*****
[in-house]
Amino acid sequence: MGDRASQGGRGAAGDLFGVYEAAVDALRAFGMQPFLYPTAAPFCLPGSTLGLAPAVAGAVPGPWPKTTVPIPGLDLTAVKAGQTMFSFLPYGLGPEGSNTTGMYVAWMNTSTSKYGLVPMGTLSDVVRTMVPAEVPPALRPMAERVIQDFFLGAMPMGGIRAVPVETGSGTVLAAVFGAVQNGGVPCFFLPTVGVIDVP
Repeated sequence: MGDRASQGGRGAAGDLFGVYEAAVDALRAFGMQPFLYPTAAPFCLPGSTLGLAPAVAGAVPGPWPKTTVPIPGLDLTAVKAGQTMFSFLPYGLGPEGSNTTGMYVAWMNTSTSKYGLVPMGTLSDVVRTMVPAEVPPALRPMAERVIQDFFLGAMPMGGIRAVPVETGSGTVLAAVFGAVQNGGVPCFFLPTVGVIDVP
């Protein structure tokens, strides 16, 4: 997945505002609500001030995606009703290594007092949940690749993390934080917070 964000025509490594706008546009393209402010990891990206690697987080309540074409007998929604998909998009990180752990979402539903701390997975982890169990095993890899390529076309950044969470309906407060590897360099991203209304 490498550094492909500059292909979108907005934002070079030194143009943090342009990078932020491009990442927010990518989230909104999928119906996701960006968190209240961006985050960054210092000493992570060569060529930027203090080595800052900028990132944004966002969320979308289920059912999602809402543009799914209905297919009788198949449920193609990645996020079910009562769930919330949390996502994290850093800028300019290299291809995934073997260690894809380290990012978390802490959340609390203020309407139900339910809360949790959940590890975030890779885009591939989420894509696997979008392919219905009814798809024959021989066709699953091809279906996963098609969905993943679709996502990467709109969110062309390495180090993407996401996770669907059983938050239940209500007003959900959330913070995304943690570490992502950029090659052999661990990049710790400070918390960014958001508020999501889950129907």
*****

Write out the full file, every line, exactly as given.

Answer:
[in-house]
Amino acid sequence: MGDRASQGGRGAAGDLFGVYEAAVDALRAFGMQPFLYPTAAPFCLPGSTLGLAPAVAGAVPGPWPKTTVPIPGLDLTAVKAGQTMFSFLPYGLGPEGSNTTGMYVAWMNTSTSKYGLVPMGTLSDVVRTMVPAEVPPALRPMAERVIQDFFLGAMPMGGIRAVPVETGSGTVLAAVFGAVQNGGVPCFFLPTVGVIDVP
Repeated sequence: MGDRASQGGRGAAGDLFGVYEAAVDALRAFGMQPFLYPTAAPFCLPGSTLGLAPAVAGAVPGPWPKTTVPIPGLDLTAVKAGQTMFSFLPYGLGPEGSNTTGMYVAWMNTSTSKYGLVPMGTLSDVVRTMVPAEVPPALRPMAERVIQDFFLGAMPMGGIRAVPVETGSGTVLAAVFGAVQNGGVPCFFLPTVGVIDVP
């Protein structure tokens, strides 16, 4: 997945505002609500001030995606009703290594007092949940690749993390934080917070 964000025509490594706008546009393209402010990891990206690697987080309540074409007998929604998909998009990180752990979402539903701390997975982890169990095993890899390529076309950044969470309906407060590897360099991203209304 490498550094492909500059292909979108907005934002070079030194143009943090342009990078932020491009990442927010990518989230909104999928119906996701960006968190209240961006985050960054210092000493992570060569060529930027203090080595800052900028990132944004966002969320979308289920059912999602809402543009799914209905297919009788198949449920193609990645996020079910009562769930919330949390996502994290850093800028300019290299291809995934073997260690894809380290990012978390802490959340609390203020309407139900339910809360949790959940590890975030890779885009591939989420894509696997979008392919219905009814798809024959021989066709699953091809279906996963098609969905993943679709996502990467709109969110062309390495180090993407996401996770669907059983938050239940209500007003959900959330913070995304943690570490992502950029090659052999661990990049710790400070918390960014958001508020999501889950129907």